Pandemic Review

Name: Pandemic
Type: Co-Operative Board game
Publisher: Z-Man Games
Players: 2-4
Age: 8+
Size: 35cm x 22.5cm
Playtime: 45mins
Price:  £29.99
Rating: 3.5 Stars (3.5 / 5)

 

Pandemic Box

This review is for the 2013 edition of the game which comes with 2 extra playable roles, the Contingency Planner and the Quarantine Specialist.

Pandemic is a simple game of the Euro style (despite being developed by a North American company). That means that it only has a small variety of components and simple mechanics. What makes this definitely American is that it requires a heavy dose of luck to succeed when played at it’s hardest. For it’s price it comes with a surprising amount in the box, being the board, 2 decks of cards which are the player deck (59 cards) and the infection deck (48 cards for a total of 107 cards), 96 plastic cubes in 4 colours (24 per disease), 6 wooden tokens (1 for each disease, 1 for the infection rate counter and 1 for the outbreak counter), 7 role cards, 6 plastic research stations, 4 cards listing the actions a player can take and, of course, the rules.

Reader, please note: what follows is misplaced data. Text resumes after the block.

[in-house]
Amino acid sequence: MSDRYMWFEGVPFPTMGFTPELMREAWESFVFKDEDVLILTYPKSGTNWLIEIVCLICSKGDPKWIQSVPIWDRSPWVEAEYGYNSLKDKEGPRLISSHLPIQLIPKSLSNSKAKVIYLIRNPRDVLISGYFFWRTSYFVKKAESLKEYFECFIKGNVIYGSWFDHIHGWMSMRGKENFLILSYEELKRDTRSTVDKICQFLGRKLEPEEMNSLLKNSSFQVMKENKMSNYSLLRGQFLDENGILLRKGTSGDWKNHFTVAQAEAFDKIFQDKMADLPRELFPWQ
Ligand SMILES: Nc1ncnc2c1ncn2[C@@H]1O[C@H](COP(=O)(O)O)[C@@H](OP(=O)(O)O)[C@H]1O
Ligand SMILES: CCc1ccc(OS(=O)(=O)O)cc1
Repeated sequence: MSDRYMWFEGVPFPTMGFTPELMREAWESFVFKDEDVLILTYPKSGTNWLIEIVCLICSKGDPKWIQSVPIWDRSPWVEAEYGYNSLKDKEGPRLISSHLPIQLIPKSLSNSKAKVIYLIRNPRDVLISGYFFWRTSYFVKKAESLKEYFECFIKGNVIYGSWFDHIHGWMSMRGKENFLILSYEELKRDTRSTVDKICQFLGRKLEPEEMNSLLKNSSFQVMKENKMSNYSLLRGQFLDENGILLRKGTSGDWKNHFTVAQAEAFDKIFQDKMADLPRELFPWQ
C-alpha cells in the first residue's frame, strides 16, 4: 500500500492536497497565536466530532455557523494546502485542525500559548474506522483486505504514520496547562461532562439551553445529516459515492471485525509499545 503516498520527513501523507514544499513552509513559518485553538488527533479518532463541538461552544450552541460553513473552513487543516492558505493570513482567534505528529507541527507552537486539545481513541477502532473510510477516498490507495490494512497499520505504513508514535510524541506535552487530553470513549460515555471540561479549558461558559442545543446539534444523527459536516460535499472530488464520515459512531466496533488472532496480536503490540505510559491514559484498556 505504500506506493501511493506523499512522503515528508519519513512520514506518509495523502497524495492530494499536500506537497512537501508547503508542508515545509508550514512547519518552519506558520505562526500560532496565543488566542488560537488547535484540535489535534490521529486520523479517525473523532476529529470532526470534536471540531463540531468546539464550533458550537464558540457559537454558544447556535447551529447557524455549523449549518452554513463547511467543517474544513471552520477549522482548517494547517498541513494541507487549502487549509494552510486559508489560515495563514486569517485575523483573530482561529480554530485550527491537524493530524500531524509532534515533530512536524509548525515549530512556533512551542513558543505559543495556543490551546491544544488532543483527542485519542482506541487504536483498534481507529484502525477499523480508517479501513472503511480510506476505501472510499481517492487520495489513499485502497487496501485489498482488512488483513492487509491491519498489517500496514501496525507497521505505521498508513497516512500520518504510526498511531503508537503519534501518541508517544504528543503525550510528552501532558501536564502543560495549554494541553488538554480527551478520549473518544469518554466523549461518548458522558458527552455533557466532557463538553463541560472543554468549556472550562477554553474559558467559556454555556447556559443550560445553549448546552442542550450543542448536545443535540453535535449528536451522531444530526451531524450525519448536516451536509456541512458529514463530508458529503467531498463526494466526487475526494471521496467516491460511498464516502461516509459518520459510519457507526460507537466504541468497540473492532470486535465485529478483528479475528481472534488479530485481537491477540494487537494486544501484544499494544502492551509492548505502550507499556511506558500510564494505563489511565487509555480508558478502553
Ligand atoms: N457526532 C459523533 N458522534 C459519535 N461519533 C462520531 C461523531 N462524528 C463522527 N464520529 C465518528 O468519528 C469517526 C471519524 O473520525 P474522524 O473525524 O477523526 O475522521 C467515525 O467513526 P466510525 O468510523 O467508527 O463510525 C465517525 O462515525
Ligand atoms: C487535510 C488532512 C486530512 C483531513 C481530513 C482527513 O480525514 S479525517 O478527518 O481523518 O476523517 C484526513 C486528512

The board is split into 4 coloured zones, which match the 4 colours of disease cubes and has space for the player deck and discard, the infection deck and discard, all 4 disease counters with space to define them as cured, plus both the infection rate counter and the epidemic outbreak counter. Each zone on the board has a number of associated cities which the players can move between and in which the diseases outbreak. Cities are linked to adjacent cities by lines which define where a player can move and where a disease spreads if it outbreaks.  The player deck comprises of 48 city cards (matching those on the board by name and colour), 6 epidemics cards and 5 special cards.